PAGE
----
Doherty offers Arruda v. Contributory Retirement Appeal Bd., 28 Mass. App. Ct. 366 (1990), in support of his contention that this was not misappropriation. In Arruda, the Appeals Court found misappropriation under G. L. c. 32, s. 15 (1), when an employee of the Fall River Housing Authority (FRHA) participated in a scheme of bribery in which he approved excess payments by the FRHA to a contractor, which payments then provided kickbacks to himself and others. Id. at 368-369. Doherty focuses on the fact that Arruda caused his employer to expend excess funds that would not otherwise have been disbursed, noting that there were no allegations "that the scheme to distribute stolen exams resulted in the generation of excess payments" or that the scheme increased the budgetary expenses of the Medford police department. Misappropriation is not limited to excess payments wrongfully extracted from an entity. Rather, misappropriation is commonly defined as "[t]he unauthorized, improper, or unlawful use of funds or other property for purposes other than that for which intended." Black's Law Dictionary 998 (6th ed. 1990). See Arruda, supra at 369 (misappropriation covers funds which are "wrongly appropriated or misapplied"). When one wrongfully diverts public funds to an improper source or recipient, it does not matter that the budgetary expenditure was validly anticipated at the outset, or would have been the same had the money been directed to the right person or entity. Likewise, it is irrelevant that the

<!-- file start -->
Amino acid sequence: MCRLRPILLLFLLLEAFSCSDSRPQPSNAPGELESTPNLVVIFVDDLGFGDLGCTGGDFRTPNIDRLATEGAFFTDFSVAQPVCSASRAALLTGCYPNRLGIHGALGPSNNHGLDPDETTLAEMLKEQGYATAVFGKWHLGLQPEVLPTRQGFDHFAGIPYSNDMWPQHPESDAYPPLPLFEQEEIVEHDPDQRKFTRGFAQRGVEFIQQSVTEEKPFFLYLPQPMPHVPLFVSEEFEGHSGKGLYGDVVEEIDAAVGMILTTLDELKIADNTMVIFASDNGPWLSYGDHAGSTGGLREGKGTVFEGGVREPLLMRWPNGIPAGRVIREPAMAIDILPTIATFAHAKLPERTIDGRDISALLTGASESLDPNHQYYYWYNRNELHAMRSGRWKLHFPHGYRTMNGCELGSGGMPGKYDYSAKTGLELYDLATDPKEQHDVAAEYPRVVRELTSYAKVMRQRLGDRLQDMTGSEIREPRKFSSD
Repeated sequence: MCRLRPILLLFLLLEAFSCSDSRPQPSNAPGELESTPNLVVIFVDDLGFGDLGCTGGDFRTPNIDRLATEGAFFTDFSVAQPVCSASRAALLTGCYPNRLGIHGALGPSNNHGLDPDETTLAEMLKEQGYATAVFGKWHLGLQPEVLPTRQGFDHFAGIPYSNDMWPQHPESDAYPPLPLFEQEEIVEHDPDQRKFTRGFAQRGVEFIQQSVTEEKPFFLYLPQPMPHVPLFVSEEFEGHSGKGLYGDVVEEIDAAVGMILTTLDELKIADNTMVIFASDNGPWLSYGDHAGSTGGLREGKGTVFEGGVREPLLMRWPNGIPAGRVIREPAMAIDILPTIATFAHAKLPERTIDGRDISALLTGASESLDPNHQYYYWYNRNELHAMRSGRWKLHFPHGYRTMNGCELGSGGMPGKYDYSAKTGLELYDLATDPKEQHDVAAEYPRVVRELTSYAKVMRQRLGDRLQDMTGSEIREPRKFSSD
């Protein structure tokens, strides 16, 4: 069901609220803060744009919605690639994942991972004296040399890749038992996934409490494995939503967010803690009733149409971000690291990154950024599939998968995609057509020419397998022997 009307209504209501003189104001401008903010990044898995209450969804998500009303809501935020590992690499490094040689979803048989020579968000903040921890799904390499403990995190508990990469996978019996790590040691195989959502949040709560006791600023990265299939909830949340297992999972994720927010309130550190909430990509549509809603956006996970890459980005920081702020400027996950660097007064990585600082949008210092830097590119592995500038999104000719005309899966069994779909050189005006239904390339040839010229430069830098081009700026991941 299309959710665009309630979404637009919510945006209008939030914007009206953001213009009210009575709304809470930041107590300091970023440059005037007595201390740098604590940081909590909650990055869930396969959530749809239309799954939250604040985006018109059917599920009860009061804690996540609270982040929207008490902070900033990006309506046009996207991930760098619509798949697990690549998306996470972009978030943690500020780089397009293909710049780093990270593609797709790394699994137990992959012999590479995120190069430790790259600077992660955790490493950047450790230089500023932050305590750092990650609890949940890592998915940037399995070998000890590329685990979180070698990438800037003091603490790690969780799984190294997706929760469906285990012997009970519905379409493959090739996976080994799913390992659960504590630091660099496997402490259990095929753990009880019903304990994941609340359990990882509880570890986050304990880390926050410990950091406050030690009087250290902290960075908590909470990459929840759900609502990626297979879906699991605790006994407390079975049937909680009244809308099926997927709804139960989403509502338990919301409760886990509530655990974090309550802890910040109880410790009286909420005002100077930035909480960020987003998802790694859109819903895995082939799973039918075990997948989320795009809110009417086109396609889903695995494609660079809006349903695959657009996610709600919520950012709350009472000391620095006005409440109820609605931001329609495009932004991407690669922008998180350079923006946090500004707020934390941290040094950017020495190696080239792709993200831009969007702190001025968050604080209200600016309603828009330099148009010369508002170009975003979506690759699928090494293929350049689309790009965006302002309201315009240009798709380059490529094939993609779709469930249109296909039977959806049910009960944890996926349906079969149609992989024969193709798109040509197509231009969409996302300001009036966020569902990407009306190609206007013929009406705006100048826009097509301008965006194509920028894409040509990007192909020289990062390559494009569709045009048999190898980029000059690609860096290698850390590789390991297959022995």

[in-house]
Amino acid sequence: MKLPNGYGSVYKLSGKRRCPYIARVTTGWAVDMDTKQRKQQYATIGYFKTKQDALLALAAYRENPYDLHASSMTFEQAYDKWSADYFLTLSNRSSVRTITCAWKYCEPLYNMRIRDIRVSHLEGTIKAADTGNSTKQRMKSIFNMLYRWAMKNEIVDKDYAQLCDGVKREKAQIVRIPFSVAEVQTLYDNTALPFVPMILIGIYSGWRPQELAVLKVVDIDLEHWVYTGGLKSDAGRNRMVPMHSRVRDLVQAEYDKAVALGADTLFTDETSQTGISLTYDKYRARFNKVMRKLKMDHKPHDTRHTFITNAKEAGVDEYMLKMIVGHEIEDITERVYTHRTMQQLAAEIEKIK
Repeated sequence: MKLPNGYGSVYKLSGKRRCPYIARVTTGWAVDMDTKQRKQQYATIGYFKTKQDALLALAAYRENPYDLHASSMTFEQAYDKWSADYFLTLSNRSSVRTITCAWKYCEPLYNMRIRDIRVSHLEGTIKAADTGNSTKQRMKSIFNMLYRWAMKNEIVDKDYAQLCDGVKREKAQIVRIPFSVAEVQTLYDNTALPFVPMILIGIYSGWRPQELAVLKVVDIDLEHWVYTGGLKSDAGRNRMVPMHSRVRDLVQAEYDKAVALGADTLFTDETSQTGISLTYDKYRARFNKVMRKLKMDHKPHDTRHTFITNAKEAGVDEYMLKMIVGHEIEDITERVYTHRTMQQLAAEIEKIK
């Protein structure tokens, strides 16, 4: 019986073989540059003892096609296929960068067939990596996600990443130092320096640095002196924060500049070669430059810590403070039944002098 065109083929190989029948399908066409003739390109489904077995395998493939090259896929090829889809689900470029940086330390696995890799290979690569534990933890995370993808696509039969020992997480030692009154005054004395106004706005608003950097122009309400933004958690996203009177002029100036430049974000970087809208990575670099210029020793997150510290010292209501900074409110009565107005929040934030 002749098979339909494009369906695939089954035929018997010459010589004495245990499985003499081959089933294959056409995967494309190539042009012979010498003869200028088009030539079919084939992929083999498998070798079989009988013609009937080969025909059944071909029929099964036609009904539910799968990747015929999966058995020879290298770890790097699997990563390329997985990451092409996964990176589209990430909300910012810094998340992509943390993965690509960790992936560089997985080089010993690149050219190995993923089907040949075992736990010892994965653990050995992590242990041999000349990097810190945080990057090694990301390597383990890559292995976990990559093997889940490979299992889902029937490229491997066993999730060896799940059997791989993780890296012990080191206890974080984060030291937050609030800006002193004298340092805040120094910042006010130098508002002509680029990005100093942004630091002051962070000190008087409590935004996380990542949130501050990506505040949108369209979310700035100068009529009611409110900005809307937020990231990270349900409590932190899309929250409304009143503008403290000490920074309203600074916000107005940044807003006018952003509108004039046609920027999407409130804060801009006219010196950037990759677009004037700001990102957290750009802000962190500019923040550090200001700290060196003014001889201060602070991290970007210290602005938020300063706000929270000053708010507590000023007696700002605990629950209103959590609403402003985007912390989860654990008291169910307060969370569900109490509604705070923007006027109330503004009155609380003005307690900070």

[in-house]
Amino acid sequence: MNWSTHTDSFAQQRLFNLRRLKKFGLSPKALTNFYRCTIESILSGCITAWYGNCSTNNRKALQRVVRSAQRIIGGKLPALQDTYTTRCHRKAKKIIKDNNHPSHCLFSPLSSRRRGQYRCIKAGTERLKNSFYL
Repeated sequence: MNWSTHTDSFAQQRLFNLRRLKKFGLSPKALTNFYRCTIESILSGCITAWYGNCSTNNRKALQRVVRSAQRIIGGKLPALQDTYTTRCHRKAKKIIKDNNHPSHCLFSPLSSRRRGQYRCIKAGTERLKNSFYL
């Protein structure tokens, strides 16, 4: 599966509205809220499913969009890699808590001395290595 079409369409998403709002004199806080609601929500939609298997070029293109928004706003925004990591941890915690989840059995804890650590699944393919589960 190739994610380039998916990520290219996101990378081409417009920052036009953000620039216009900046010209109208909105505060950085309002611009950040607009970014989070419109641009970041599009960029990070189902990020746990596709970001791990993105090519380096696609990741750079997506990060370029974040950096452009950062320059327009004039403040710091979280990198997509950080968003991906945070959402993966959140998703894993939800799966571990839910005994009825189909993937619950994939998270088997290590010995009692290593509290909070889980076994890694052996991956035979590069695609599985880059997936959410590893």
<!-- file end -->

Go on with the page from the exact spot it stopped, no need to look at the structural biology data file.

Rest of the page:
property or money was misappropriated not for one's own wrongful use, but the wrongful use of another. Just as an officer who used a stolen promotional examination wrongfully to obtain for himself a promotion and a higher salary could be found to have misappropriated government funds to the extent of his fraudulently obtained pay increase, see Rep. A.G., Pub. Doc. No. 12, at 35 (1990), so Doherty can be held responsible for misappropriation by causing similar payments to be made to his son. [Note 8]